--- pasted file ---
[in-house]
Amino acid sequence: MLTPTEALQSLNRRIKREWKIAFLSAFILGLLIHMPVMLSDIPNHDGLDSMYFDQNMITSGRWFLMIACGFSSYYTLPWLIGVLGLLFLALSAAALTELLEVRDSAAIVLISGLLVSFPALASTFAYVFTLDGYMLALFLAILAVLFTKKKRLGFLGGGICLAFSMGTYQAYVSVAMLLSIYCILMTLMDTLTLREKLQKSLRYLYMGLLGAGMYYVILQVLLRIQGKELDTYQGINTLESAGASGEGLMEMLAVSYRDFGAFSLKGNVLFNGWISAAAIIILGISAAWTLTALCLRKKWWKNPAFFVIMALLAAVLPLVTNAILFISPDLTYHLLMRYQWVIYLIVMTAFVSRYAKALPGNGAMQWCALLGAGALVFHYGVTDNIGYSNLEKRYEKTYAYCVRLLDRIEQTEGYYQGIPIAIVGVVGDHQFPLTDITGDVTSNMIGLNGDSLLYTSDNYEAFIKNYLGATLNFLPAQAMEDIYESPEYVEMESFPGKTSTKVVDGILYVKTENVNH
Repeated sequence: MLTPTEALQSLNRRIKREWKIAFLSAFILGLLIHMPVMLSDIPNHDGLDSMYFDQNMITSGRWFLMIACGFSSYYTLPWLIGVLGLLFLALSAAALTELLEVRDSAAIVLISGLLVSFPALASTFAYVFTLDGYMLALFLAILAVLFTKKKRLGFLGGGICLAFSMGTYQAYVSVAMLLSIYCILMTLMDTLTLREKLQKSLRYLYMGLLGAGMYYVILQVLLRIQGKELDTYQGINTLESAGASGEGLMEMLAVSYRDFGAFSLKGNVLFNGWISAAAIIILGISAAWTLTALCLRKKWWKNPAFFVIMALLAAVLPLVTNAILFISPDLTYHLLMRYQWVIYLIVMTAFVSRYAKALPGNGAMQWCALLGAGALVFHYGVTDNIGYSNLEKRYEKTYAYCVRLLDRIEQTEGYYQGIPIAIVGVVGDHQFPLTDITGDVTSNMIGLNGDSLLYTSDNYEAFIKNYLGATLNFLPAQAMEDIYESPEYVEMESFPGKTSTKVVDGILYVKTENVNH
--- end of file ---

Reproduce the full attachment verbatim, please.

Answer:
[in-house]
Amino acid sequence: MLTPTEALQSLNRRIKREWKIAFLSAFILGLLIHMPVMLSDIPNHDGLDSMYFDQNMITSGRWFLMIACGFSSYYTLPWLIGVLGLLFLALSAAALTELLEVRDSAAIVLISGLLVSFPALASTFAYVFTLDGYMLALFLAILAVLFTKKKRLGFLGGGICLAFSMGTYQAYVSVAMLLSIYCILMTLMDTLTLREKLQKSLRYLYMGLLGAGMYYVILQVLLRIQGKELDTYQGINTLESAGASGEGLMEMLAVSYRDFGAFSLKGNVLFNGWISAAAIIILGISAAWTLTALCLRKKWWKNPAFFVIMALLAAVLPLVTNAILFISPDLTYHLLMRYQWVIYLIVMTAFVSRYAKALPGNGAMQWCALLGAGALVFHYGVTDNIGYSNLEKRYEKTYAYCVRLLDRIEQTEGYYQGIPIAIVGVVGDHQFPLTDITGDVTSNMIGLNGDSLLYTSDNYEAFIKNYLGATLNFLPAQAMEDIYESPEYVEMESFPGKTSTKVVDGILYVKTENVNH
Repeated sequence: MLTPTEALQSLNRRIKREWKIAFLSAFILGLLIHMPVMLSDIPNHDGLDSMYFDQNMITSGRWFLMIACGFSSYYTLPWLIGVLGLLFLALSAAALTELLEVRDSAAIVLISGLLVSFPALASTFAYVFTLDGYMLALFLAILAVLFTKKKRLGFLGGGICLAFSMGTYQAYVSVAMLLSIYCILMTLMDTLTLREKLQKSLRYLYMGLLGAGMYYVILQVLLRIQGKELDTYQGINTLESAGASGEGLMEMLAVSYRDFGAFSLKGNVLFNGWISAAAIIILGISAAWTLTALCLRKKWWKNPAFFVIMALLAAVLPLVTNAILFISPDLTYHLLMRYQWVIYLIVMTAFVSRYAKALPGNGAMQWCALLGAGALVFHYGVTDNIGYSNLEKRYEKTYAYCVRLLDRIEQTEGYYQGIPIAIVGVVGDHQFPLTDITGDVTSNMIGLNGDSLLYTSDNYEAFIKNYLGATLNFLPAQAMEDIYESPEYVEMESFPGKTSTKVVDGILYVKTENVNH